So I show up each day to fully experience and utilize my time, just as when I had an ID badge. It would be dishonest to state it has been a simple transition. I am still a person moved to be of use, to aid those in dire need and listen with unerring attention. To be centered and calm, to not derail the client, to maintain clarity of thought and keep an open heart yet not to be swallowed whole by the suffering: this takes rigorous practice. It became second nature.

So, to be without people around much of the day has been strange and hard. But here is the time I craved so long; it was either use it or lose it to something I have never known before–a lack of direction. Solitude has much to teach me. I will continue to give thought and prayer to possibilities that must be within my reach. But this is what I am doing, in between numerous household chores and seeing family:

*I read as soon as I get breakfast, starting with magazines. I have subscriptions to The Writer, The Smithsonian, Vogue, Architectural Digest, VIA, and American Craft. Oh, yes, also People and Entertainment Weekly. And I sometimes buy Glimmertrain or Tin House (literary journals), Real Simple, and Sunset and The New Yorker. I peruse Willamette Week for area events and arts offerings.
I enjoy newspapers online as well as blogs of many. I also read non-fiction and fiction off and on during the day and at bedtime. Currently I am reading The Age of Desire by Jennie Fields (a novel about author Edith Wharton), Neighbors and Wise Men by Tony Kriz (about spiritual experiences of the author), Why We Write edited by Meredith Maran, and A Book of Luminous Things (poetry anthology) edited by Czeslaw Milosz.
I read a few hours daily, more if I am researching something. I have to set a limit or nothing else will get done.

*At night I schedule my time for the following day and the bulk of my day is reserved for writing. When I write or research writing issues, time can cease to exist. The work includes: research on agents and publishers as well as lit journals both online and in paper and writing competitions, revising my work, writing blog essays and poems, working on new fiction, creative non-fiction and poetry, preparing and submitting work according to the specifications of various editors, editing my novel for the umpteenth time. I have an abiding passion for writing. I want to write pieces that will move, surprise, and engage people so that after they are done, they have something interesting to take away.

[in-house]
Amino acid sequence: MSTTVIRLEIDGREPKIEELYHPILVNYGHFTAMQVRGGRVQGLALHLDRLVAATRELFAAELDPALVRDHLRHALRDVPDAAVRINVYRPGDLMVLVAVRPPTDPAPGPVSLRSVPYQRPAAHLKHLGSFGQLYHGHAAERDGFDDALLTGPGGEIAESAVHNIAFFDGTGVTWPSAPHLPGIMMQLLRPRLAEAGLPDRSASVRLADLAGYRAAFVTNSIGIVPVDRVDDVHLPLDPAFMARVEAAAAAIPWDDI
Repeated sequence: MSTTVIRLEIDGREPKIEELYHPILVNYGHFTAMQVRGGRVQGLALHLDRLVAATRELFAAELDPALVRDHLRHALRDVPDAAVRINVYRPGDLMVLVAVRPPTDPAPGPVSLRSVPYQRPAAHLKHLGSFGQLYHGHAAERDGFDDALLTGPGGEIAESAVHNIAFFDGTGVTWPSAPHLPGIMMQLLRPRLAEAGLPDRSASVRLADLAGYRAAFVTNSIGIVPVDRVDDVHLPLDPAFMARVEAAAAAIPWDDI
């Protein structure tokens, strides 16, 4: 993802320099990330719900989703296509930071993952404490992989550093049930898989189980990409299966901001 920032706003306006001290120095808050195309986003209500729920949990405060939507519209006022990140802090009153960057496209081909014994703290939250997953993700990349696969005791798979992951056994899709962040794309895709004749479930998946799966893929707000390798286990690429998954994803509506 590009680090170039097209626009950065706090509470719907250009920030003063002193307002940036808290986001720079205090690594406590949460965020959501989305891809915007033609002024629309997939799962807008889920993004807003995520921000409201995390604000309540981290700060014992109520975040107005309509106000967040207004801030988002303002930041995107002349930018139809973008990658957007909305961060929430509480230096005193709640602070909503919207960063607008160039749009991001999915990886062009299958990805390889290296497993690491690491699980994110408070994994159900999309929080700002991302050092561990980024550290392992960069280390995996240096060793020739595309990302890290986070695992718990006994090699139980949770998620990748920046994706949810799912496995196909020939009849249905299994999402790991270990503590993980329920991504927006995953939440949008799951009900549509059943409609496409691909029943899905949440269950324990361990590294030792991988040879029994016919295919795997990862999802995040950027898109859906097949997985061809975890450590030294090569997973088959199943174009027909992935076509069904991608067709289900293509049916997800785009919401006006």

*I walk or hike. Every day, rain or shine, cold or hot. The only thing that will stop me is serious illness. I walk because I love the rhythm of walking, the way it relaxes and clarifies my mind, and I so appreciate nature, architecture, people and random and surprising moments that occur. I also walk and hike because I was diagnosed with coronary artery disease at age 51 after an apparent heart attack while I was hiking in the beautiful Columbia Gorge. I don’t worry but I am aware of my “borrowed” time as heart disease does not go away. I keep the inevitable (but who among us doesn’t leave this world eventually?) at bay any way I can.

*Daily I pray, sometimes read meditations and the Bible. I think about and sense Divine Love/God in my life and others’ routinely. I cannot imagine my life without God in it daily, every second, whether or not I am fully conscious of it. I would not be alive without God, could not have endured and healed from dangerous and painful experiences, would not have stayed alcohol-and drug-free all these years, would not have the gratitude and peace that permeates my life. There are times I am not totally clear about the next step in this earthly life, but I am never uncertain of God’s eternally compassionate guidance.

*I am learning to draw and use watercolors after many years of not painting and drawing. I used to paint large acrylic paintings so this is new. It is a wondrous thing to see what pencil and paint can do on paper. It is scary because it is new but that is part of the adventure.

*I am happy when photographing things, mostly nature and architecture but also people. I have a passion for

* I either call (or text or email) my children at least weekly if not more if I am not going to see them. I talk to a sister often. I call my mother-in-law and email my other siblings. I visit with a few close friends. Despite being introspective, I have extrovert tendencies and miss people at times. So I get out in my neighborhood and enjoy shops and restaurants.

*I am thinking about taking flamenco dance classes, engaging in voice lessons so I can actually sing again, enrolling in a tai chi or QiGong class, taking more writing workshops, volunteering again, finding more botanical gardens and also forests to explore, self-publishing my novel. I’d like to make some new friends. Appreciate my family to the very fullest. I don’t know how many more days and nights I have to immerse myself in all there is to hold close, then let it go.

This is my slice of life, alone, in the here and now. I don’t think too hard about the future; it will come, or it will not. I am still a good friend to myself after all these years, but I can always learn more. It has been a slow letting go (for now) of service work. But when the heart breaks open even a little it has room for so much more life. It creates space and insight needed for change. For me, that means making more stories and sharing life’s bounties. I hope that whoever reads this can find time alone to explore all that wants to awaken and better serve your life.